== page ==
By LUKE PUTVIN
One Tuesday each month, veterans of all ages attend the Hero’s Café at Verdant Health. On August 27, many gathered for the ceremony to honor Richard Clark, who passed away on August 9.
“He was a pillar of the veteran’s community in Lynnwood,” said Gary Walderman, Director of the Hero’s Café. “He was also a major figure in the Hero’s Café and the Northwest Veteran’s Museum. Today, we had to say goodbye, but we’ll meet up again one day. It’s not easy to say goodbye to a friend like that… We all said goodbye to him, honored him and saluted him for the last time.”
Walderman, an Air Force Veteran of Desert Storm, donned Army garb to honor Clark that day.
The idea for the Lynnwood Hero’s Café came to Walderman from a friend visiting from Wisconsin in August 2016 who came to the VFW Post 1040 meeting with Walderman. He asked if Walderman had ever heard of the Hero’s Café and began to tell him about it.
After bringing the idea to Mayor Nicola Smith and the City Council, Walderman eventually held the first Lynnwood Hero’s Café on January 31, 2017.
“It keeps growing,” Walderman said. “Currently, we get about 150 people that attend.”
“We bring veterans together so they can talk,” Walderman went on to say. “There’s no agenda, no cost and the food is donated. We are supported by all the veteran organizations in the area, all the VFWs, American Legions and more.”
Though the group meets just one day a month, what comes out of the meeting is even more outreach. People who attend let others know about the event and get other people to attend.
“We have positive interactions here. We want people to feel this is a safe zone. There is no judgment,” Walderman said. “If you went to war, you went to war; if you didn’t, you didn’t. There’s no priority of veterans.”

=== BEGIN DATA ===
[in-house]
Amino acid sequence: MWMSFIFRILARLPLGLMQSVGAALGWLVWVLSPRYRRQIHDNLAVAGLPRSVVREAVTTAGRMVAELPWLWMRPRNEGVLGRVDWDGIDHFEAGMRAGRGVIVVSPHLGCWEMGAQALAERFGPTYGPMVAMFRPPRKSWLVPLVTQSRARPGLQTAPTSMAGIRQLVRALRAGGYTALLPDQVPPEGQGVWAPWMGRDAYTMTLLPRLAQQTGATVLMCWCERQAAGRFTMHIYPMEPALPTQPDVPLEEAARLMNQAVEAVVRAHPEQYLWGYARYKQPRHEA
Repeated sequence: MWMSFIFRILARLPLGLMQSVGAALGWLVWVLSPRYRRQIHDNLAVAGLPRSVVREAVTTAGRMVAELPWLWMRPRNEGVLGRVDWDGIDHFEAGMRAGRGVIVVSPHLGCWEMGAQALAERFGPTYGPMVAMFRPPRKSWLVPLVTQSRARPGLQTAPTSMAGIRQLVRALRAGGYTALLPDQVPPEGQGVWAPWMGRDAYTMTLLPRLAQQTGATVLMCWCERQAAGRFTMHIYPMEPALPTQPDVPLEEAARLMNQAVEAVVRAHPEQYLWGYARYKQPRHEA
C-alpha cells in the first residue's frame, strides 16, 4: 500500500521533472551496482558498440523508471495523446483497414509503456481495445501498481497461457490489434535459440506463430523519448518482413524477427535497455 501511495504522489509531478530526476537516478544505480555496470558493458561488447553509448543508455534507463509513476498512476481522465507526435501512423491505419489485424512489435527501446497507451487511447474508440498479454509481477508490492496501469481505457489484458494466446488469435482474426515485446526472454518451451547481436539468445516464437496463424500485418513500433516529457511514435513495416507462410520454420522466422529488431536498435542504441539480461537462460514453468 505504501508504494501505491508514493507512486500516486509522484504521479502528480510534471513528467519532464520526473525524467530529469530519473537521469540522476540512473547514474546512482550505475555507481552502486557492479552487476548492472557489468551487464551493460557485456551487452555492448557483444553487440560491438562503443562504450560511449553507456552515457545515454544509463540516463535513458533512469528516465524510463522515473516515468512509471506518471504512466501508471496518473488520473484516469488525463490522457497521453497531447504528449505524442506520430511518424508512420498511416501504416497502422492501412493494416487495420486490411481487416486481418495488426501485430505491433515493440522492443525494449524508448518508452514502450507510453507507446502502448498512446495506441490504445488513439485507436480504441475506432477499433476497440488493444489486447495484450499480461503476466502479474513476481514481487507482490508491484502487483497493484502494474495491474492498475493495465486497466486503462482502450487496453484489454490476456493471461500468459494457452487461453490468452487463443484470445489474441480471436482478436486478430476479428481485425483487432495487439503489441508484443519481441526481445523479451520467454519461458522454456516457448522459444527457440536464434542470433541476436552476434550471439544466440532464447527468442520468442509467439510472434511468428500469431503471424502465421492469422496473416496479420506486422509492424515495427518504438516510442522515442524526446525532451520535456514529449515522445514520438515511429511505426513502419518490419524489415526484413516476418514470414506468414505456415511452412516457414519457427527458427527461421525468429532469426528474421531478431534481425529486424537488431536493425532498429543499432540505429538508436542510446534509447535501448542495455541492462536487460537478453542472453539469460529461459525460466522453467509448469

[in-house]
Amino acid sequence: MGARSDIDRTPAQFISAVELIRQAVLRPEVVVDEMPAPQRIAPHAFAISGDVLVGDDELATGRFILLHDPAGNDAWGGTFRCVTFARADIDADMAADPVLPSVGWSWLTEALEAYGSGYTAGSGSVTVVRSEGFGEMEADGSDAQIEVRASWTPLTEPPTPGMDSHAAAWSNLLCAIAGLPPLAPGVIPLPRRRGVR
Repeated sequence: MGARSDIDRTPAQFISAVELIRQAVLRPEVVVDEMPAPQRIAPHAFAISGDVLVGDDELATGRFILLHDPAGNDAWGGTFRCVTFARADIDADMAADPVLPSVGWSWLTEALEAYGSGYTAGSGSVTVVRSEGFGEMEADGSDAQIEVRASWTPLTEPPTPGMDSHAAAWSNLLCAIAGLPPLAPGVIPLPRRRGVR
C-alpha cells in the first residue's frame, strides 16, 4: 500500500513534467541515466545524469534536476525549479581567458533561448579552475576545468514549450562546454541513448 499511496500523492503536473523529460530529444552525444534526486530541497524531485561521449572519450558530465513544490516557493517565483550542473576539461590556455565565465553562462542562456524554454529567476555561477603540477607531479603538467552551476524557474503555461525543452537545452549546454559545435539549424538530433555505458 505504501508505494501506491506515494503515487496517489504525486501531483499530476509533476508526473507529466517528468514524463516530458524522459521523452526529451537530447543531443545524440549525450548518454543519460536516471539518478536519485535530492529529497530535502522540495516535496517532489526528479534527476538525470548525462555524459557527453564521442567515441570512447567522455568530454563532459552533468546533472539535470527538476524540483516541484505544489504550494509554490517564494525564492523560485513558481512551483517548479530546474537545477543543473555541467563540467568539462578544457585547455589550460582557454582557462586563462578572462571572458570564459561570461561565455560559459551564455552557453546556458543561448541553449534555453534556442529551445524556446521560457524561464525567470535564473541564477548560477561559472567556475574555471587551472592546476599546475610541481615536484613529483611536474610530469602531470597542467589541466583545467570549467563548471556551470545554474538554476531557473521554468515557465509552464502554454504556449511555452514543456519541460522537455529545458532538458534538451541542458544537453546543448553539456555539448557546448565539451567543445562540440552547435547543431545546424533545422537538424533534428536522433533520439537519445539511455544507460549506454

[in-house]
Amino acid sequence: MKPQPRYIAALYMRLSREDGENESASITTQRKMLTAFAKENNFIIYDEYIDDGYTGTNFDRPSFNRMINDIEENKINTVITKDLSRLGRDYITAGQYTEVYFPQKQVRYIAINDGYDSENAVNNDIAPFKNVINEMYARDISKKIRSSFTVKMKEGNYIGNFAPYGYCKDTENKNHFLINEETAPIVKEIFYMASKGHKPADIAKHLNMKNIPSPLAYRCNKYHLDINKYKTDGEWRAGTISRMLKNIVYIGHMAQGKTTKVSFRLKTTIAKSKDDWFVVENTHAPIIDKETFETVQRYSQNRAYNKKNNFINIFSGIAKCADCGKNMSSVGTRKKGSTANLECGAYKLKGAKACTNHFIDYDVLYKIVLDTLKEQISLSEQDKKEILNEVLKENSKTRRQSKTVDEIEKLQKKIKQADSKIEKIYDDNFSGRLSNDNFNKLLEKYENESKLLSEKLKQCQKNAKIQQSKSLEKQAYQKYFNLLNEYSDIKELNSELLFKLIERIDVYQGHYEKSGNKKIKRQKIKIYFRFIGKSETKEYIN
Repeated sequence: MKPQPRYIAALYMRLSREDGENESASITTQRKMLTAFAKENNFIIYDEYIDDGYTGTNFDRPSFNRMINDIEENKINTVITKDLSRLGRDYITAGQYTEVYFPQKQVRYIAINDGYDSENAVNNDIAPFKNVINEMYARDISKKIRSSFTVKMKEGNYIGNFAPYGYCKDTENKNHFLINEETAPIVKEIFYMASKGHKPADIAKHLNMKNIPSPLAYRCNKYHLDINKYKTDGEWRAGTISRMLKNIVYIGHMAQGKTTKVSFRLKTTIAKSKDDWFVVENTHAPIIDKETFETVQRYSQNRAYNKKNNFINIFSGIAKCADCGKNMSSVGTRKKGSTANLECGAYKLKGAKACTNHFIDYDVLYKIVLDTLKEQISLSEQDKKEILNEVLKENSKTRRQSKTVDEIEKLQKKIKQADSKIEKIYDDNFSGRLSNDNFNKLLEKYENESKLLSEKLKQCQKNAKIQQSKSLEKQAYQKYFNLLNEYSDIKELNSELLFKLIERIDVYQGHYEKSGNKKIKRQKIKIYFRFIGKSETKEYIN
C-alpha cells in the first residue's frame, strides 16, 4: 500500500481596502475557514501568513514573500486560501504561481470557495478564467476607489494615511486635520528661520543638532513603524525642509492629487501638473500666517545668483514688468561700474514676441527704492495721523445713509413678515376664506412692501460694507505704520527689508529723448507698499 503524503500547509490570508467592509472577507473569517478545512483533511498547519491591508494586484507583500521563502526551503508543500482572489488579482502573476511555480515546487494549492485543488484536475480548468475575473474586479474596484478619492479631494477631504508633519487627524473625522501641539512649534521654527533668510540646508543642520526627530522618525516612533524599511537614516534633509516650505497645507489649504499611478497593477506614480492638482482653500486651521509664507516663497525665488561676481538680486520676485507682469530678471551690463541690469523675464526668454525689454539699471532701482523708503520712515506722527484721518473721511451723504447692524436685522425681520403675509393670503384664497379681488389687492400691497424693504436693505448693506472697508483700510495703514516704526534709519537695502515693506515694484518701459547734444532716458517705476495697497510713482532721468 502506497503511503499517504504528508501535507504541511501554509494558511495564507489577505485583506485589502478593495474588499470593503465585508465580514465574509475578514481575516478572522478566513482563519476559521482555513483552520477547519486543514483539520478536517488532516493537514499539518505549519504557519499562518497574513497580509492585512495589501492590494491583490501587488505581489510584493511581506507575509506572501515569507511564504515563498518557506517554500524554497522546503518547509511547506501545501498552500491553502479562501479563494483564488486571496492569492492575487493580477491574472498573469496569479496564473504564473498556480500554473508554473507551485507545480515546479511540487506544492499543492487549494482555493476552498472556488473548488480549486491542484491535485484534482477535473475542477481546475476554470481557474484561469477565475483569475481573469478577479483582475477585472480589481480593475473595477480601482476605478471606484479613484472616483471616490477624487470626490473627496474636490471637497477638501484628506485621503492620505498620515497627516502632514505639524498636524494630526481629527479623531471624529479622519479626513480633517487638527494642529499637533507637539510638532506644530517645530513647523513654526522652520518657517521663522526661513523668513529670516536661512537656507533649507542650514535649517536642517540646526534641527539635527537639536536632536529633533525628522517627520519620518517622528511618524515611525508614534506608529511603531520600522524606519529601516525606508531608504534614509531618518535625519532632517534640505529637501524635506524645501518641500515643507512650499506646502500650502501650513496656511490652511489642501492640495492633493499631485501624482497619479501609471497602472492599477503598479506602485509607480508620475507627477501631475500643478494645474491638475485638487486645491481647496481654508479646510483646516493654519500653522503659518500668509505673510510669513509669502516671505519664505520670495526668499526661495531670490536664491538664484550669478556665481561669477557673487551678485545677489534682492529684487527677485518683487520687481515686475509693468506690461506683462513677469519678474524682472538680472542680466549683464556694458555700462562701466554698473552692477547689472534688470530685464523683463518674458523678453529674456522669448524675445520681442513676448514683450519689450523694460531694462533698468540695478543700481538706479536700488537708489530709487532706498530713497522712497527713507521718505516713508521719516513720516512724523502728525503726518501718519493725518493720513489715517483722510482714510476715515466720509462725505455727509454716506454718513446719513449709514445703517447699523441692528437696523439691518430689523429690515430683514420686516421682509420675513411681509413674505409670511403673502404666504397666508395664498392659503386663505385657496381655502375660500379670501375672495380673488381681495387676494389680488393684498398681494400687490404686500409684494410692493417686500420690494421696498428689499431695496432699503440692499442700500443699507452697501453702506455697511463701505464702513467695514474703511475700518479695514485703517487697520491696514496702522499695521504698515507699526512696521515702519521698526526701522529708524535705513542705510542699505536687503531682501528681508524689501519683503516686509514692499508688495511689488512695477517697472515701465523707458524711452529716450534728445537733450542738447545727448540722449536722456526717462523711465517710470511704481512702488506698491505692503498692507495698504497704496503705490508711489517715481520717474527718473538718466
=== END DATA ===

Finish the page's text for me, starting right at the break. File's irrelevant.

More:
At the Hero’s Café meetings, there are usually four or five veteran benefits counselors from Snohomish County Disabled American Veterans Chapter 13. They work with people who need help. The Hero’s Café also helps veterans who have only recently moved off the street into an apartment.
“When homeless veterans first get into an apartment, what do they have? Nothing,” said Walderman. “We’ll make a phone call or send out an email, and beds start showing up as well as couches, China hutches, tables, chairs, nightstands, you name it. Now all of the sudden, this person has a furnished apartment that didn’t cost them anything because someone was generous enough to help.”
Walderman and the team behind the Hero’s Café also learned that there were many veterans in local retirement centers that couldn’t make it to Verdant Health because of disabilities, so they started going to local retirement centers in Lynnwood, Edmonds and Mill Creek. They will meet up once a month.
“Some of the veterans didn’t get their medals when they got out of the service, so we would have medal presentations and ceremonies,” Walderman said. “We have to honor everyone’s service, whether it’s a 19-year-old that came back from Iraq or a 70, 80, 90-year-old, a spouse, a widow, it doesn’t matter. We look to honor them; everyone has their own little piece of this thing.”
Brian Seguin is an Army veteran who was at the meeting offering information for Honor Flight, a non-profit that transports veterans to Washington DC to visit memorials dedicated to honor the service of themselves and their friends.
“The oldest veteran we’ve taken was 100,” Seguin said. “You really learn a lot of oral history, and this is just one way of thanking veterans.”
To learn more about Honor Flight, visit www.honorflight.org.
The next Hero’s Café will be on September 24 from 9 AM to 1 PM at Verdant Health. For more information, visit www.verdanthealth.org/events/event/heros-cafe/.